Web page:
The marks "Wurzburger" and "Wurzburger Hofbrau" have acquired a secondary meaning in the United States and in the Cincinnati marketing area identifying the product of the plaintiff. In the mind of the consumer of the imported beer, the words "Wurzburger" and "Wurzburger Hofbrau" mean the product of the plaintiff. The plaintiff historically has and still does make beers which look different at least. One of its beers is called a light beer, another is called a dark beer; there is a product called October beer; in addition, there is a Bock beer. The defendant's "Old Wurzburger" beer is brewed differently and with different ingredients than beers which have originated in Wurzburg, Germany.

The defendant has raised a number of technical objections to the registration proceedings involved in one or the other of the marks (e. g., the application was signed by a person not authorized under German law; the submitted labels were defective) and has also, both defensewise and counterclaimwise, raised the issue of whether or not the marks, or one or the other of them, were not obtained by fraud. The technical objections are without merit. Some of the fraud objections are likewise without merit. For instance, it is claimed that the applicant did not inform the Patent Office examiner that there were two breweries in Wurzburg; did not inform the examiner that the A.T.U. had acted on the subject in the early 30's, etc. Since these items and others like them were known to the examiner, as revealed in the file wrapper itself, no fact finding is required with respect to them. There is only one fraud item which need be spelled out. Both the second and third marks were issued under 2(f) (15 U.S.C. § 1052) which permits the registration of either a "merely descriptive" or "geographically descriptive" mark if, by reason of its use by the applicant it has "become distinctive of the applicant's use in commerce." The section then continues:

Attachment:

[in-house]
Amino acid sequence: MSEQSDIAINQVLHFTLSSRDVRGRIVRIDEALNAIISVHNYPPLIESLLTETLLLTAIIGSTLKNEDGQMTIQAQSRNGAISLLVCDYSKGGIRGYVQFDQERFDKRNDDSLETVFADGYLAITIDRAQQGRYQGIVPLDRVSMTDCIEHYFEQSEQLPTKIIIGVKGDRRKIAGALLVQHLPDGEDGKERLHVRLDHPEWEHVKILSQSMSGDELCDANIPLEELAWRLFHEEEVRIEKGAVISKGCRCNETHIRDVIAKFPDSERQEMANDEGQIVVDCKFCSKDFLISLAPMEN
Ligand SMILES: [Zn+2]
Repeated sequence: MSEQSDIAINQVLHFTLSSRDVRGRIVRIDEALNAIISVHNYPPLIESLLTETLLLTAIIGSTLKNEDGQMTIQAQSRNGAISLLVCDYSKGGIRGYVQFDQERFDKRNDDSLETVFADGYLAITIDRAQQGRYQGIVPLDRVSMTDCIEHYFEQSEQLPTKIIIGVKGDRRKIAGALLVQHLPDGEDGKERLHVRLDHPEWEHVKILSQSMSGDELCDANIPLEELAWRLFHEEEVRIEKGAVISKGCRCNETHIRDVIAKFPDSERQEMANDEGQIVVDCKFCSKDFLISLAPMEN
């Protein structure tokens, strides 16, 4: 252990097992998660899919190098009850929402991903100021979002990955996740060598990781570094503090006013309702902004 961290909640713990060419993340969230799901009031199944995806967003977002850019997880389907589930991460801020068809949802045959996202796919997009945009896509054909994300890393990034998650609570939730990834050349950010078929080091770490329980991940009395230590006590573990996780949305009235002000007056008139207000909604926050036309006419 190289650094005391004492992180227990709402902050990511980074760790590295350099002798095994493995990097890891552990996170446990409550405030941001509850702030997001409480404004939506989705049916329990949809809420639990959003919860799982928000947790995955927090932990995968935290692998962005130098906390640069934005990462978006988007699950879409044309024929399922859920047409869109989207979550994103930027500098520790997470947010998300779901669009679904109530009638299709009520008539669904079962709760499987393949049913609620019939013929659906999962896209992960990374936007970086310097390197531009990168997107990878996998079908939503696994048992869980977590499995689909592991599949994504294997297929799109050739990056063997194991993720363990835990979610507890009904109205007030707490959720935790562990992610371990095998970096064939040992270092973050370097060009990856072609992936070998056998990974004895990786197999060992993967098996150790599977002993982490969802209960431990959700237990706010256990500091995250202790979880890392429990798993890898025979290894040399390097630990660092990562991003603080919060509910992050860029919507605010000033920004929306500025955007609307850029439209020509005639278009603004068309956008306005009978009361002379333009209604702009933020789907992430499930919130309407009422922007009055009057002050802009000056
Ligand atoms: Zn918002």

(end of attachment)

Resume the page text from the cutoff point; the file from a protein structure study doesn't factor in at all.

"* * * The Commissioner may accept as prima facie evidence that the mark has become distinctive, as applied to the applicant's goods in commerce, proof of substantially exclusive and continuous use thereof as a mark by the applicant in commerce for the *503 five years next preceding the date of the filing of the application for its registration."

In 1960, a brewery in Massachusetts, Hampden-Harvard, was making a "Wurzburger" type beer. In October of 1960, the plaintiff demanded that this brewery discontinue the use of that word and the brewery decided to do so and did cease the use. The reason given was that it could not economically afford to get into a fight about it. Again in 1961, the plaintiff discovered that the West End Brewery of Utica, New York, was marketing a beer under the label "Utica Club Wurzburger type beer." Insofar as this record is concerned, the market was limited to Southeast Florida. The plaintiff, in 1961, demanded that West End cease using the Wurzburger name. The demand was not successful and it is a fair inference that the plaintiff knew that West End had not stopped. In 1964 and thereafter, while the plaintiff was prosecuting the application for the third mark, it represented that its use of the word was exclusive and failed to inform the Patent Office of either the Hampden-Harvard matter or the West End matter or the status of either.